Living in subsidized housing seems to give a boost to children with high standardized test scores and few behavior problems, but it has the opposite effect on students who score poorly and have behavioral issues, a new study finds.
Recent news from The Johns Hopkins University
This section contains regularly updated highlights of the news from around The Johns Hopkins University. Links to the complete news reports from the nine schools, the Applied Physics Laboratory and other centers and institutes are to the left, as are links to help news media contact the Johns Hopkins communications offices.
November 29, 2016 Tags: affordable housing, assisted housing, low-income families, Sandra J. Newman, standardized test scores, Subsidized housing
| Category: Business and Economics, Education/K-12, Public Health, Public policy, Social Sciences
Young African-Americans from some of the country’s most disadvantaged neighborhoods are drawn to for-profit post-secondary trade schools, believing they are the quickest route to jobs. But a new study co-authored by a Johns Hopkins University sociologist finds the very thing that makes for-profit schools seem so appealing — a streamlined curriculum — is the reason so many poor students drop out.
The following Johns Hopkins University experts, whose research focuses on such subjects as race, economic policy, inequality, gun violence, law enforcement and health care, are available for interviews during the presidential election season.
July 26, 2016 Tags: economics, Election experts, issues, Johns Hopkins University, politics, Presidential election, race
| Category: Business and Economics, Government and Politics, Public Health, Social Sciences
Rising income inequality, and the resulting scarcity of certain types of jobs, is a key reason a growing number of young Americans are having babies before getting married.
Four Johns Hopkins University faculty members are among the new scholars elected to the National Academy of Sciences today in recognition of their “distinguished and continuing achievements in original research.”
May 3, 2016 Tags: Andrew J. Cherlin, Department of Molecular Biology and Genetics, Department of Physics and Astronomy, Geraldine Seydoux, Johns Hopkins University, Kenneth W. Kinzler, National Academy of Sciences, sociology, Sydney Kimmel Comprehensive Cancer Center, Timothy M. Heckman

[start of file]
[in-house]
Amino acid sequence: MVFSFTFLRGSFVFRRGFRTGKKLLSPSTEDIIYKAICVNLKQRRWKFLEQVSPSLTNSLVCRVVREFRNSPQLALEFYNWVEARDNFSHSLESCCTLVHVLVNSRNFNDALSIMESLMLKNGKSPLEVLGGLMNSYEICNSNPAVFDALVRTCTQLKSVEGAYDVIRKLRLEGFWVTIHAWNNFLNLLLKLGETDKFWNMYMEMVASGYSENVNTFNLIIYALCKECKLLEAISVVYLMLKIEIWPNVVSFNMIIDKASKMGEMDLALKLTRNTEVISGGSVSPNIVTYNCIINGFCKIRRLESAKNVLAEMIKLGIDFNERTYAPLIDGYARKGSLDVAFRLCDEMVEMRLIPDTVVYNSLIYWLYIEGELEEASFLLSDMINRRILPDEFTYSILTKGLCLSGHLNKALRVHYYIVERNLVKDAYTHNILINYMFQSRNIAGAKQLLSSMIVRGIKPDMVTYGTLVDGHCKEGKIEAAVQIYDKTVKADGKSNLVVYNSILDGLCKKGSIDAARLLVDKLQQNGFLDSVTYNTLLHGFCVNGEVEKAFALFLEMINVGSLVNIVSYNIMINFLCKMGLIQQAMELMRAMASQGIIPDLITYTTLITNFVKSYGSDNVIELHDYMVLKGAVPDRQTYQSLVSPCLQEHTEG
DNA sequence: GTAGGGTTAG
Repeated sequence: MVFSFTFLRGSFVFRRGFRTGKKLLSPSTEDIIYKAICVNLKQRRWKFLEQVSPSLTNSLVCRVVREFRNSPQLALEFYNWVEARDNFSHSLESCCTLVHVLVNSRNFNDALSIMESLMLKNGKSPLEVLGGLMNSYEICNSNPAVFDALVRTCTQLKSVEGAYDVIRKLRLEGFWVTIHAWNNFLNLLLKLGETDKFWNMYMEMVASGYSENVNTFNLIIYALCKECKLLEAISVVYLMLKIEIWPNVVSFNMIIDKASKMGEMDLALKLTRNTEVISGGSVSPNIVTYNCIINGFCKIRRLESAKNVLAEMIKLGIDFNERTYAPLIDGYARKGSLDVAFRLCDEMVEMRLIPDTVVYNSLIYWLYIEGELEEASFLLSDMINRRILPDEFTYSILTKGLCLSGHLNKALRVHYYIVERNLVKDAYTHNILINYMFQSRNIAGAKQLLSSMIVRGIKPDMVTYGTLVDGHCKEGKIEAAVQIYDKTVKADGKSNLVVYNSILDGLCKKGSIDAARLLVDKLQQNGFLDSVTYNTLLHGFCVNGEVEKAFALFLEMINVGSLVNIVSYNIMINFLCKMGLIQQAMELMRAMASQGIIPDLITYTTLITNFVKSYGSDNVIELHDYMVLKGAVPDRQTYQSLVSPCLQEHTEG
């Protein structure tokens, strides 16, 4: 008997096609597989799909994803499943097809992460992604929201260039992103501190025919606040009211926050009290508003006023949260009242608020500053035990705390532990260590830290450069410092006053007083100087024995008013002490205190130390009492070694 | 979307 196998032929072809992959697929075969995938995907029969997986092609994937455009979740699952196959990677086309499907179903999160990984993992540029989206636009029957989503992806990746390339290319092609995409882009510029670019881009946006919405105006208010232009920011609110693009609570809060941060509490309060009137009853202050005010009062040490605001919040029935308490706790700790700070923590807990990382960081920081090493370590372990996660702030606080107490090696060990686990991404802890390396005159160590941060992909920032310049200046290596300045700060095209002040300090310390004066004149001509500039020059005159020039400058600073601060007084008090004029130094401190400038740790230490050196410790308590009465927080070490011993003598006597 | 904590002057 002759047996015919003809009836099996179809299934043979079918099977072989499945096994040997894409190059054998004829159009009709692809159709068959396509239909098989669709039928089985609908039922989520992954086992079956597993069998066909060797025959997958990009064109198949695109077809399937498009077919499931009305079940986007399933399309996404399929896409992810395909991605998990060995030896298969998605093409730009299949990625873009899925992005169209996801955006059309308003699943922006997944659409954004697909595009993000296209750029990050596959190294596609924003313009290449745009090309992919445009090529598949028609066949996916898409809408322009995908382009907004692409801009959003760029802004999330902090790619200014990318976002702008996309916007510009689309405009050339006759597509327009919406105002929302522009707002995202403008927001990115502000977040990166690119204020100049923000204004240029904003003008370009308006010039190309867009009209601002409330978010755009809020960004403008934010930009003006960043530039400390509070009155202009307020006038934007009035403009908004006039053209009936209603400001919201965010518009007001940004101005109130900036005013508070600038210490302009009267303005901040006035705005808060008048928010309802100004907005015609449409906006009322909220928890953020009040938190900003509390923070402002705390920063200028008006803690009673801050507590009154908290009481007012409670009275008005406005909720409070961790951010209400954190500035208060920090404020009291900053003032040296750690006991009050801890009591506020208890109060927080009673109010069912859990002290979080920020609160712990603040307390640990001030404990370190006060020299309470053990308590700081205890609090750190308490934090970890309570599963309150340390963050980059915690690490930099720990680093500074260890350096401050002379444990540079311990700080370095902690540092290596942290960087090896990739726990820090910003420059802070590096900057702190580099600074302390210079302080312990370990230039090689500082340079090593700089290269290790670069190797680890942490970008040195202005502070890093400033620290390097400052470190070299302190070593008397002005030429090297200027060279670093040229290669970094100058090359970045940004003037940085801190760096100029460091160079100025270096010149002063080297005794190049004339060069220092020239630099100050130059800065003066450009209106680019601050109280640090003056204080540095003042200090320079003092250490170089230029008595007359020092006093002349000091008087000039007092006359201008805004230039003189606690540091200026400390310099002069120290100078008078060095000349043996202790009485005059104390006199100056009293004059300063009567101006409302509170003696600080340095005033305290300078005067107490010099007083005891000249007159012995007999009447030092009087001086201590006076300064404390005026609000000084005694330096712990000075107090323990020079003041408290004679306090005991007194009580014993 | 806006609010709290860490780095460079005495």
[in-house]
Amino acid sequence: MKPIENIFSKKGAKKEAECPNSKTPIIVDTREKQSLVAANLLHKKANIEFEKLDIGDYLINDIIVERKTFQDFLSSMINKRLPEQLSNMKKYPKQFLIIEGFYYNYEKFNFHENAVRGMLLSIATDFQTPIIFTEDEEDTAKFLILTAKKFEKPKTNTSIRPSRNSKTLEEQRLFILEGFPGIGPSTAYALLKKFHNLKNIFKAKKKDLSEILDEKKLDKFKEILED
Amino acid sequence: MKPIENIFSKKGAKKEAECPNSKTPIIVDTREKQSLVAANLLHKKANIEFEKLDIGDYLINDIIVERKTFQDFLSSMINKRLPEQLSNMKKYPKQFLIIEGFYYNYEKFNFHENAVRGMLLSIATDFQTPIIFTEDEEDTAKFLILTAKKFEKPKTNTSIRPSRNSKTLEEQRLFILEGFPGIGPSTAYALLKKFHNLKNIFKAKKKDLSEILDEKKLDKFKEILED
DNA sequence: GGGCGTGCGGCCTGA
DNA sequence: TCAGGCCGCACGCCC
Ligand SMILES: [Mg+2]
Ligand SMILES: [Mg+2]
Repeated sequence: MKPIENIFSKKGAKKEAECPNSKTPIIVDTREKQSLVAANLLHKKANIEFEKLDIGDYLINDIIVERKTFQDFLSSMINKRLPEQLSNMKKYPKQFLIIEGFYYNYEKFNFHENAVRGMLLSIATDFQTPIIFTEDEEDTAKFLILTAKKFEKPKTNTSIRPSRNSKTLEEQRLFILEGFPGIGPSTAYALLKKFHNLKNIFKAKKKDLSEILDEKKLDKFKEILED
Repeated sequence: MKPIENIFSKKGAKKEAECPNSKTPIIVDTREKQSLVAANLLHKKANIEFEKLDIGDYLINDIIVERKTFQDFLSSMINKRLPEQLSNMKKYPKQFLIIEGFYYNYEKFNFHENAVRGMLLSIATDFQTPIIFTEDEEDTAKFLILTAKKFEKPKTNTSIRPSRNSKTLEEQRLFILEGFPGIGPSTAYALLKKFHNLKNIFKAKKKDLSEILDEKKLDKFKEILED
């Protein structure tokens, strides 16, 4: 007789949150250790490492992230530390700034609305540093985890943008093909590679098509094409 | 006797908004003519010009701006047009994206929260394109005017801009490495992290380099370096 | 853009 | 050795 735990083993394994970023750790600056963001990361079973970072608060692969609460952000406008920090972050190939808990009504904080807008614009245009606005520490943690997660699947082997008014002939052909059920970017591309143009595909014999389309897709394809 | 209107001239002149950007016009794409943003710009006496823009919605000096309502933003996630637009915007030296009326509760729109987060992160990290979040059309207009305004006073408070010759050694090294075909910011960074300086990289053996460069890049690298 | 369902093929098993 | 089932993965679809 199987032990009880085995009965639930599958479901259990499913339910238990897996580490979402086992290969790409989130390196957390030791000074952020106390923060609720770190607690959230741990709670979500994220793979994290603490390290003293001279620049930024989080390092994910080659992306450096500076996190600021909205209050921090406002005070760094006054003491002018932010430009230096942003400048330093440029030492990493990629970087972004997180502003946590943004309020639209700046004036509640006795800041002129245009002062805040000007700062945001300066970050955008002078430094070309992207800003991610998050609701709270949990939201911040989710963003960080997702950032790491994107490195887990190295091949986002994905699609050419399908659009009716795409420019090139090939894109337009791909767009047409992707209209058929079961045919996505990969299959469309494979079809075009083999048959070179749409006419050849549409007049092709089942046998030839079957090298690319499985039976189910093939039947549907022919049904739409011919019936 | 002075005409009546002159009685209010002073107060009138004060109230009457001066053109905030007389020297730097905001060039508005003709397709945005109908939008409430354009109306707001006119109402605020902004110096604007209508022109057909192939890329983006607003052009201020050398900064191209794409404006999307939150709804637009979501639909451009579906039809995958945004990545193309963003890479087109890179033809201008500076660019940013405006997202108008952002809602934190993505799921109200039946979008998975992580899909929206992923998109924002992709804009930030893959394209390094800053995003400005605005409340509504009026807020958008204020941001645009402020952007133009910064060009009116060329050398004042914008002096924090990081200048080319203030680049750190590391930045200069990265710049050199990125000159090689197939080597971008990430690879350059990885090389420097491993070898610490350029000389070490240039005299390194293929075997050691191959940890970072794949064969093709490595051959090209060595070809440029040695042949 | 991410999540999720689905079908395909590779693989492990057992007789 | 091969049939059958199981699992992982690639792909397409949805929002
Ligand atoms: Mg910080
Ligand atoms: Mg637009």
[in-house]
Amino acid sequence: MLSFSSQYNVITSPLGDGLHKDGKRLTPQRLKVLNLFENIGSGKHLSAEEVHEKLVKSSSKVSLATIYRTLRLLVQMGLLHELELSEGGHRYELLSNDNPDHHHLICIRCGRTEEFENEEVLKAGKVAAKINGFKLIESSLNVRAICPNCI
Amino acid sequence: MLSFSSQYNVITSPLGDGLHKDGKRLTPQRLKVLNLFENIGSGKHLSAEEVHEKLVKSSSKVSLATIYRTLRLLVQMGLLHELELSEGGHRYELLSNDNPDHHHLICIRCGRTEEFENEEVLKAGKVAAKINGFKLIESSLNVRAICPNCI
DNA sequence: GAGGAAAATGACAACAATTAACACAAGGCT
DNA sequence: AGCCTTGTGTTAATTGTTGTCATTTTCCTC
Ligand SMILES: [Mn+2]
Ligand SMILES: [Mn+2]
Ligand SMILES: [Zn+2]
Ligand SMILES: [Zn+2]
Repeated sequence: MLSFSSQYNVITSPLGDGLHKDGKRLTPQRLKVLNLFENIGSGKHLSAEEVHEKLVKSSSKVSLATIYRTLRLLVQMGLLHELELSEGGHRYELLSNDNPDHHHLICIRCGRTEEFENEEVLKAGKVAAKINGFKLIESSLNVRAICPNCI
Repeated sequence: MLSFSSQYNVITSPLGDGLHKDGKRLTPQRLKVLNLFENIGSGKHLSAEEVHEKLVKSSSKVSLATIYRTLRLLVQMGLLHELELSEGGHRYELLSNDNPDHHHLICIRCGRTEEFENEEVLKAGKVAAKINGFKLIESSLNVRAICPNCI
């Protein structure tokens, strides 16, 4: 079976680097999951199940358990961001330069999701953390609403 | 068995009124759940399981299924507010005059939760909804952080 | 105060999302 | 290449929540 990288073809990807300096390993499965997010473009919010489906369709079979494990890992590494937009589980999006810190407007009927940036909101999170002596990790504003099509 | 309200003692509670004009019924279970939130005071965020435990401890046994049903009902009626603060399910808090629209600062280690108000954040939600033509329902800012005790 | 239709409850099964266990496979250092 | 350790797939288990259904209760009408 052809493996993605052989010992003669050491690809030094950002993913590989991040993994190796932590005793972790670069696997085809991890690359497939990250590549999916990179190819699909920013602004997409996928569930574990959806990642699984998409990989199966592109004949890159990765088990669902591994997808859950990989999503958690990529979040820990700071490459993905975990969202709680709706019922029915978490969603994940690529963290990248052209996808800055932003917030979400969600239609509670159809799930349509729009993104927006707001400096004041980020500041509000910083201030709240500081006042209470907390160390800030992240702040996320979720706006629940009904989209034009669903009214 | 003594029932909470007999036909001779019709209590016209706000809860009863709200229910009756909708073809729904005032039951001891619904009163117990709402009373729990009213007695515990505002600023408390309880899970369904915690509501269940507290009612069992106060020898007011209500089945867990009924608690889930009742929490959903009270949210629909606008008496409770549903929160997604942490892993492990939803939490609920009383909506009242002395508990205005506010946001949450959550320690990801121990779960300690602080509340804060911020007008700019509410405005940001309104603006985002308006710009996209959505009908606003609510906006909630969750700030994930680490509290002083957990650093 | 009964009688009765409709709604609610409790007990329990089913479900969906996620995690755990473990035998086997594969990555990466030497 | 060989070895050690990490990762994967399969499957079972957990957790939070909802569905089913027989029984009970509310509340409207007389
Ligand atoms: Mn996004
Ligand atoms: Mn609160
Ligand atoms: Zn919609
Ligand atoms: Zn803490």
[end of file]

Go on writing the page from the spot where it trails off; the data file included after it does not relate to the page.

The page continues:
| Category: Medicine and Nursing, Natural Sciences, Physics and Astronomy, Social Sciences
National tax preparation chains continue to exploit the working poor, many of whom spend a significant portion of a key federal anti-poverty tax credit just to pay for filing their taxes, a new study concludes.
April 14, 2016 Tags: Advanced Academic Programs, Earned Income Tax Credit, income taxes, Johns Hopkins University, Paul Weinstein, tax preparation
| Category: Business and Economics, Government and Politics, Social Sciences
When evaluating the same black student, white teachers expect significantly less academic success than black teachers, a new Johns Hopkins University study concludes. This is especially true for black boys.
A year after the unrest in Baltimore sparked by the arrest and tragic death of Freddie Gray, Johns Hopkins University is launching an art and conversation series to reflect on deep-rooted discrimination in the city and what the community can do about it.
A “Ferguson effect” likely decelerated arrests in Baltimore well before the April 2015 unrest related to the arrest and death of Freddie Gray, but there is little evidence to suggest it influenced the city’s crime rate, a new report concludes.
Ben Seigel, a Baltimore native who helped design the Obama Administration’s place-based strategy and led the federal government’s effort to address deep-rooted issues in Baltimore after last year’s unrest, has joined a Johns Hopkins University project to strengthen cities with similar urban challenges.
January 27, 2016 Tags: 21st century cities initiative, Baltimore City, Ben Seigel, Johns Hopkins University, Kathryn Edin
| Category: Government and Politics, Homewood Campus News, Institutional News, Social Sciences, University-Related
Three Johns Hopkins University researchers whose 2014 book traced the lives of nearly 800 Baltimore City public school students for a quarter of a century have won the prestigious $100,000 Grawemeyer Award in Education.